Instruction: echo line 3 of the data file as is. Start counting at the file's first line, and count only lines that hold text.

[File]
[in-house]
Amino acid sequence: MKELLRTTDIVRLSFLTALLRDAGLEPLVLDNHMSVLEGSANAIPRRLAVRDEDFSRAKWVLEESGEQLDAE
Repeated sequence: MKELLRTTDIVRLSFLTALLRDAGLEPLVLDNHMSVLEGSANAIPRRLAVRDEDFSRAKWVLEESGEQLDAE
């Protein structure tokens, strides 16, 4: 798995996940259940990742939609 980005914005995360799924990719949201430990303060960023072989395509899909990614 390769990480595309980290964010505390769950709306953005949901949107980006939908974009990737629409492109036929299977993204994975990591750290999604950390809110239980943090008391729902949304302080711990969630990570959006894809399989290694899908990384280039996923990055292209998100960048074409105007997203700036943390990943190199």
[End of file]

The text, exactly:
Repeated sequence: MKELLRTTDIVRLSFLTALLRDAGLEPLVLDNHMSVLEGSANAIPRRLAVRDEDFSRAKWVLEESGEQLDAE